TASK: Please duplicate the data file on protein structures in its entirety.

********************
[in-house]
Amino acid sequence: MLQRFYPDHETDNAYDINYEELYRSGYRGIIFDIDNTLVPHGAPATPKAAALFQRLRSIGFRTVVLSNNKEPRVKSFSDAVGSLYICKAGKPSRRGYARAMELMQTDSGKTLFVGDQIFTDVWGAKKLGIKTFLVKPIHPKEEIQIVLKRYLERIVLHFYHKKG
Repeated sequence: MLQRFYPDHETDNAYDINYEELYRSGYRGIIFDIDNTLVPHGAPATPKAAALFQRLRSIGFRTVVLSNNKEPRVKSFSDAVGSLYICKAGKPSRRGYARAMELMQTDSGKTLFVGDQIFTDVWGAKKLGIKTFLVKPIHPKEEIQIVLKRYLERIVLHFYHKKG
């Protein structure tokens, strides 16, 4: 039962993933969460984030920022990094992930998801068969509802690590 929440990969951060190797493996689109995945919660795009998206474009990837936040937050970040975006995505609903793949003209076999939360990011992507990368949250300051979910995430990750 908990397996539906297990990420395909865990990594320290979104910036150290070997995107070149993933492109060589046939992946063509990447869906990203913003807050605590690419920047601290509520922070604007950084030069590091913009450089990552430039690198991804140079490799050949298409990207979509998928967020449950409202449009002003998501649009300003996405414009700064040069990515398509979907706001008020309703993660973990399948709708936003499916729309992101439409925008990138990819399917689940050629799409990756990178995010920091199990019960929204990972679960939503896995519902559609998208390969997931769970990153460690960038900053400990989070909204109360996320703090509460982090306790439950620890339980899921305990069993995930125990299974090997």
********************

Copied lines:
[in-house]
Amino acid sequence: MLQRFYPDHETDNAYDINYEELYRSGYRGIIFDIDNTLVPHGAPATPKAAALFQRLRSIGFRTVVLSNNKEPRVKSFSDAVGSLYICKAGKPSRRGYARAMELMQTDSGKTLFVGDQIFTDVWGAKKLGIKTFLVKPIHPKEEIQIVLKRYLERIVLHFYHKKG
Repeated sequence: MLQRFYPDHETDNAYDINYEELYRSGYRGIIFDIDNTLVPHGAPATPKAAALFQRLRSIGFRTVVLSNNKEPRVKSFSDAVGSLYICKAGKPSRRGYARAMELMQTDSGKTLFVGDQIFTDVWGAKKLGIKTFLVKPIHPKEEIQIVLKRYLERIVLHFYHKKG
């Protein structure tokens, strides 16, 4: 039962993933969460984030920022990094992930998801068969509802690590 929440990969951060190797493996689109995945919660795009998206474009990837936040937050970040975006995505609903793949003209076999939360990011992507990368949250300051979910995430990750 908990397996539906297990990420395909865990990594320290979104910036150290070997995107070149993933492109060589046939992946063509990447869906990203913003807050605590690419920047601290509520922070604007950084030069590091913009450089990552430039690198991804140079490799050949298409990207979509998928967020449950409202449009002003998501649009300003996405414009700064040069990515398509979907706001008020309703993660973990399948709708936003499916729309992101439409925008990138990819399917689940050629799409990756990178995010920091199990019960929204990972679960939503896995519902559609998208390969997931769970990153460690960038900053400990989070909204109360996320703090509460982090306790439950620890339980899921305990069993995930125990299974090997």